Several years ago, I (Dr. Cloud) went to a conference on working with character disorders, and the instructor was giving a list of priorities to psychologists who treat them. “Character disorder” is a catch-all term, but one way of defining it is “people who do not take ownership and responsibility for their lives.”
I will never forget what the instructor said about the number-one priority—other than protecting your personal safety—in treating character disorders. He said, “As soon as there is any kind of deception, stop everything.” If you are trying to help someone and he is lying to you in some way, there is no relationship. The whole thing is a farce, and you should not go any further in trying to help the person until you settle the issue of deception. There are no other issues at that point except that one.
Trust is everything in a helping relationship, and when it is broken, it becomes the only issue to work on. Either fix that or end the relationship. Where there is deception, there is no relationship.
It was wise training and good counsel from a very experienced leader in the field. Thirty-five years of practice had taught him through experience that where there is deception, there is no relationship. Truthfulness is everything when it comes to building and maintaining a close connection with someone else.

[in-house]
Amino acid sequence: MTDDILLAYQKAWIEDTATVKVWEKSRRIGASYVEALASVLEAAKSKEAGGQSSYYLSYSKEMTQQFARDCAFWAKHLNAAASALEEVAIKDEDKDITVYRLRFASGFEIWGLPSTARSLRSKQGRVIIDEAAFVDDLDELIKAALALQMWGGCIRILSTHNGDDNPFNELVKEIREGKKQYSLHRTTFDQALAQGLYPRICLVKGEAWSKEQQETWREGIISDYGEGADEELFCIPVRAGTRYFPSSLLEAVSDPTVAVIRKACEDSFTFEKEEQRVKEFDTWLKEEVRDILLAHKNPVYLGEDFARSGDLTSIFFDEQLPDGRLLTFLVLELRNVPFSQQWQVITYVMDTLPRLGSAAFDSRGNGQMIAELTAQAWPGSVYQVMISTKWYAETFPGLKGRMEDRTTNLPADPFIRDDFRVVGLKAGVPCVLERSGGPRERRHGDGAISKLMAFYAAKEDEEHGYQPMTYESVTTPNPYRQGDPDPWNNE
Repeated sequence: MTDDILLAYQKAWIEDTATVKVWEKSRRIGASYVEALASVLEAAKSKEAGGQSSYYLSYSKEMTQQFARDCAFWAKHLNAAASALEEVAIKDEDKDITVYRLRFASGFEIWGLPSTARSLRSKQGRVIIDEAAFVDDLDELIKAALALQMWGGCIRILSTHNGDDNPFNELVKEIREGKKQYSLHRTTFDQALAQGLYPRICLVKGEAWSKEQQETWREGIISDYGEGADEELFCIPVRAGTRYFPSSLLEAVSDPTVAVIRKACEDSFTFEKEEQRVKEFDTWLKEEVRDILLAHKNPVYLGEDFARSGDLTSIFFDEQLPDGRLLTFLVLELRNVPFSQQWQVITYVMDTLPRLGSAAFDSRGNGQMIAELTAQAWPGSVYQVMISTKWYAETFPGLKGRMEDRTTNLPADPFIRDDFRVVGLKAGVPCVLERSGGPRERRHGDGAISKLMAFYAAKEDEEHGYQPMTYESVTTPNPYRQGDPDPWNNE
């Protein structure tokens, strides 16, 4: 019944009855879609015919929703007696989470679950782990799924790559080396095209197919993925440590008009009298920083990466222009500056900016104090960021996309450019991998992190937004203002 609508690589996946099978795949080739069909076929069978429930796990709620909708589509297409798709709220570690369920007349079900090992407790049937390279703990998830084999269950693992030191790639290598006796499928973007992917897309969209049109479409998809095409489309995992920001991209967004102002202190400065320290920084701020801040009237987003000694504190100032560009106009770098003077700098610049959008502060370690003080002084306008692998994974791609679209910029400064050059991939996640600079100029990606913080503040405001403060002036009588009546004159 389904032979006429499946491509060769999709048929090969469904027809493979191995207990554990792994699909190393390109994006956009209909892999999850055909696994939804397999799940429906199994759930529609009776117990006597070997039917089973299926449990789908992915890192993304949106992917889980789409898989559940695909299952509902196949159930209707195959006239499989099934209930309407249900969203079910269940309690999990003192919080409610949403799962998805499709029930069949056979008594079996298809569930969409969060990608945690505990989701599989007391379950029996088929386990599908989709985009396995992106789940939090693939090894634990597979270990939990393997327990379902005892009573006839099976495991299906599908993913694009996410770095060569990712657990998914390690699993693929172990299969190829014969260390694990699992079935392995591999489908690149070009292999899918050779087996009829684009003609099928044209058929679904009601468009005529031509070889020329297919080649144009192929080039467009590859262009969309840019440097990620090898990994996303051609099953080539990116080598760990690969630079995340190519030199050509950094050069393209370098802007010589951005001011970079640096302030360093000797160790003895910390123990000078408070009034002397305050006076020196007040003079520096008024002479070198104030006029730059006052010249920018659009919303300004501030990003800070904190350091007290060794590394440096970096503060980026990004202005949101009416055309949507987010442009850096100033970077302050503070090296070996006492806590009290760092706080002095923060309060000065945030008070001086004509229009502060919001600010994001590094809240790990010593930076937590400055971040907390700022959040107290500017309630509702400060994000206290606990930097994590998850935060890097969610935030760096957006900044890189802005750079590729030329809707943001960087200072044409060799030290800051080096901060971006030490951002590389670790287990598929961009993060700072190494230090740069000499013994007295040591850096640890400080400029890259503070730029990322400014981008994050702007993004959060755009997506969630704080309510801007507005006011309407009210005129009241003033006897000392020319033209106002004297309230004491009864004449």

We believe that truthfulness is the basis for almost everything. You should have an absolute zero-tolerance policy when it comes to deception. Lying should have no place in your life. Listen to King David’s tough stance on lying: “No one who practices deceit will dwell in my house; no one who speaks falsely will stand in my presence” (Psalm 101:7).
Clear, straightforward, and rigid. Do not tolerate lying, period. That does not mean that if you are lied to once or deceived once that the relationship has to be over. Especially in the area of the person not being totally clear and direct about how he or she feels about certain preferences, or what his or her desires are. Probably every human being is growing in his or her ability to be direct and completely vulnerable with feelings and deeper things of the heart. People grow in that ability. None of us is perfect and secure enough to never use the fig leaf.
But don’t tolerate deception or lying when it happens.
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If you’re experiencing deception or struggling to trust someone in a relationship, find practical solutions in The New York Times bestselling book, Boundaries. Now updated and expanded!